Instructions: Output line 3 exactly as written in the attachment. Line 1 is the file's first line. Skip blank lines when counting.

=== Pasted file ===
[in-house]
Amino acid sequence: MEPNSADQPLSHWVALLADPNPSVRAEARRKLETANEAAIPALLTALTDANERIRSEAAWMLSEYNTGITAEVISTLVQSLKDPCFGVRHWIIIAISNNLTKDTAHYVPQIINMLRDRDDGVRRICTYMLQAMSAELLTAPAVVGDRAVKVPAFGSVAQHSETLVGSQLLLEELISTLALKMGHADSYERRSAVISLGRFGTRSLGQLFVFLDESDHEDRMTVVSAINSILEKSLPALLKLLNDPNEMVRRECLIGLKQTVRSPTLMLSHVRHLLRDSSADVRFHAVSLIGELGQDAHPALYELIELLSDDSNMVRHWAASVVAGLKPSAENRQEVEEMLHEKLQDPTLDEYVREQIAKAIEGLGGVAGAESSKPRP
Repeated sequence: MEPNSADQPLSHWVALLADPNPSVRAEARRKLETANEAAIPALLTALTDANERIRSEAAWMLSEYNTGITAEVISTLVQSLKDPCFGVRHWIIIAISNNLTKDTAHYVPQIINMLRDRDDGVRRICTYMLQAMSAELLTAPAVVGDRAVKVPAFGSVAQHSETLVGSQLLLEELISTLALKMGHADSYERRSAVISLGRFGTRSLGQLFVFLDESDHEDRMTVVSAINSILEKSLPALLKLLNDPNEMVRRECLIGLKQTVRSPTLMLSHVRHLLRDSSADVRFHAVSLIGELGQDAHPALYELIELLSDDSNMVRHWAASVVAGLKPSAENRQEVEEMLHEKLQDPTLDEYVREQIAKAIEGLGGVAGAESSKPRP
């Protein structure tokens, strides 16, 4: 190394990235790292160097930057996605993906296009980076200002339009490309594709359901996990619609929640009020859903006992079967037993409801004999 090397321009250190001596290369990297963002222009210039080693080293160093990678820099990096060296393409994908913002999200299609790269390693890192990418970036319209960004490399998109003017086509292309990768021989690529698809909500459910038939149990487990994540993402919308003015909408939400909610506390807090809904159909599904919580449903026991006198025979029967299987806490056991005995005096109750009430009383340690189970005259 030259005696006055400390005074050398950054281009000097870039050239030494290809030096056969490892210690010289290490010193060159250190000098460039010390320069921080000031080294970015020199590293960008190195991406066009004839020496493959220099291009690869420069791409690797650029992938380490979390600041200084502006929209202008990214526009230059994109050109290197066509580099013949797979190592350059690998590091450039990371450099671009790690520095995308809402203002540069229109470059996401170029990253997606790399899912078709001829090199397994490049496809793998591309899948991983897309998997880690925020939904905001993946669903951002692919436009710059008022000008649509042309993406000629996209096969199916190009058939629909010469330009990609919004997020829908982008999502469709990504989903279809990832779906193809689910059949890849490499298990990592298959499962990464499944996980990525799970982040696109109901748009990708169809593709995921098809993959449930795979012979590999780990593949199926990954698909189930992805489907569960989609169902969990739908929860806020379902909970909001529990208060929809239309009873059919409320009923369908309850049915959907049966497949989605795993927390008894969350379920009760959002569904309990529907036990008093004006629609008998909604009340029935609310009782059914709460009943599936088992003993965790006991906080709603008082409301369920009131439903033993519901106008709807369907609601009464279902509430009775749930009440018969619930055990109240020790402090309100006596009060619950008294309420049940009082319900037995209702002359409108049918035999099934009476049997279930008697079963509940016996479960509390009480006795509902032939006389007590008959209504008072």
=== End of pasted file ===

Repeated sequence: MEPNSADQPLSHWVALLADPNPSVRAEARRKLETANEAAIPALLTALTDANERIRSEAAWMLSEYNTGITAEVISTLVQSLKDPCFGVRHWIIIAISNNLTKDTAHYVPQIINMLRDRDDGVRRICTYMLQAMSAELLTAPAVVGDRAVKVPAFGSVAQHSETLVGSQLLLEELISTLALKMGHADSYERRSAVISLGRFGTRSLGQLFVFLDESDHEDRMTVVSAINSILEKSLPALLKLLNDPNEMVRRECLIGLKQTVRSPTLMLSHVRHLLRDSSADVRFHAVSLIGELGQDAHPALYELIELLSDDSNMVRHWAASVVAGLKPSAENRQEVEEMLHEKLQDPTLDEYVREQIAKAIEGLGGVAGAESSKPRP